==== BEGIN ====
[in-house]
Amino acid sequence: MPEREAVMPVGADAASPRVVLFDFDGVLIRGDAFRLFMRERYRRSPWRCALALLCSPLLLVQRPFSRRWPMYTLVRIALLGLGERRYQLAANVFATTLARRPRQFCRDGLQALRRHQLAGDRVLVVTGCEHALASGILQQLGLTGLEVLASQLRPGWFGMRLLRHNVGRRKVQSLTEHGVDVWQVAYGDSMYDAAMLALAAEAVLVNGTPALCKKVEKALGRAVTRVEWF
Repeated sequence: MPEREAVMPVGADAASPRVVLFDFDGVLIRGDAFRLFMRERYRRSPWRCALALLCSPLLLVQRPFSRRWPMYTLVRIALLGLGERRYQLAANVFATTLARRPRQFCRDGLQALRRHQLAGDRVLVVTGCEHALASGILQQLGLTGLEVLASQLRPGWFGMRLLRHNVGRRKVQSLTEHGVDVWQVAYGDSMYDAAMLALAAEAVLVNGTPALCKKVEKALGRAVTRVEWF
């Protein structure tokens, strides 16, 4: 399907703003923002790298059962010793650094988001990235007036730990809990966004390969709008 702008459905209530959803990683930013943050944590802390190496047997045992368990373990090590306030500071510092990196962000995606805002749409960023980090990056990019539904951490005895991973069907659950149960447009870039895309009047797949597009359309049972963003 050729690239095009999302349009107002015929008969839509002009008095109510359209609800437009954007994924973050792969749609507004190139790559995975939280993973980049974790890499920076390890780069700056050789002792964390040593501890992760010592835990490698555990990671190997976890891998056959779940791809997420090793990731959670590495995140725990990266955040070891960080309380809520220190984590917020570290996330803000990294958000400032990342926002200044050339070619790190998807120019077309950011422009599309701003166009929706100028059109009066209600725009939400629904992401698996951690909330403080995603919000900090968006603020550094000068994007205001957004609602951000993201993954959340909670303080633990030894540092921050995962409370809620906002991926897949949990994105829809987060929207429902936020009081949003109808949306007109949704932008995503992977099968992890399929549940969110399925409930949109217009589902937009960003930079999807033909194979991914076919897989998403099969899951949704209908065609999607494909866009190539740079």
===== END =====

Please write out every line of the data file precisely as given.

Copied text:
[in-house]
Amino acid sequence: MPEREAVMPVGADAASPRVVLFDFDGVLIRGDAFRLFMRERYRRSPWRCALALLCSPLLLVQRPFSRRWPMYTLVRIALLGLGERRYQLAANVFATTLARRPRQFCRDGLQALRRHQLAGDRVLVVTGCEHALASGILQQLGLTGLEVLASQLRPGWFGMRLLRHNVGRRKVQSLTEHGVDVWQVAYGDSMYDAAMLALAAEAVLVNGTPALCKKVEKALGRAVTRVEWF
Repeated sequence: MPEREAVMPVGADAASPRVVLFDFDGVLIRGDAFRLFMRERYRRSPWRCALALLCSPLLLVQRPFSRRWPMYTLVRIALLGLGERRYQLAANVFATTLARRPRQFCRDGLQALRRHQLAGDRVLVVTGCEHALASGILQQLGLTGLEVLASQLRPGWFGMRLLRHNVGRRKVQSLTEHGVDVWQVAYGDSMYDAAMLALAAEAVLVNGTPALCKKVEKALGRAVTRVEWF
């Protein structure tokens, strides 16, 4: 399907703003923002790298059962010793650094988001990235007036730990809990966004390969709008 702008459905209530959803990683930013943050944590802390190496047997045992368990373990090590306030500071510092990196962000995606805002749409960023980090990056990019539904951490005895991973069907659950149960447009870039895309009047797949597009359309049972963003 050729690239095009999302349009107002015929008969839509002009008095109510359209609800437009954007994924973050792969749609507004190139790559995975939280993973980049974790890499920076390890780069700056050789002792964390040593501890992760010592835990490698555990990671190997976890891998056959779940791809997420090793990731959670590495995140725990990266955040070891960080309380809520220190984590917020570290996330803000990294958000400032990342926002200044050339070619790190998807120019077309950011422009599309701003166009929706100028059109009066209600725009939400629904992401698996951690909330403080995603919000900090968006603020550094000068994007205001957004609602951000993201993954959340909670303080633990030894540092921050995962409370809620906002991926897949949990994105829809987060929207429902936020009081949003109808949306007109949704932008995503992977099968992890399929549940969110399925409930949109217009589902937009960003930079999807033909194979991914076919897989998403099969899951949704209908065609999607494909866009190539740079």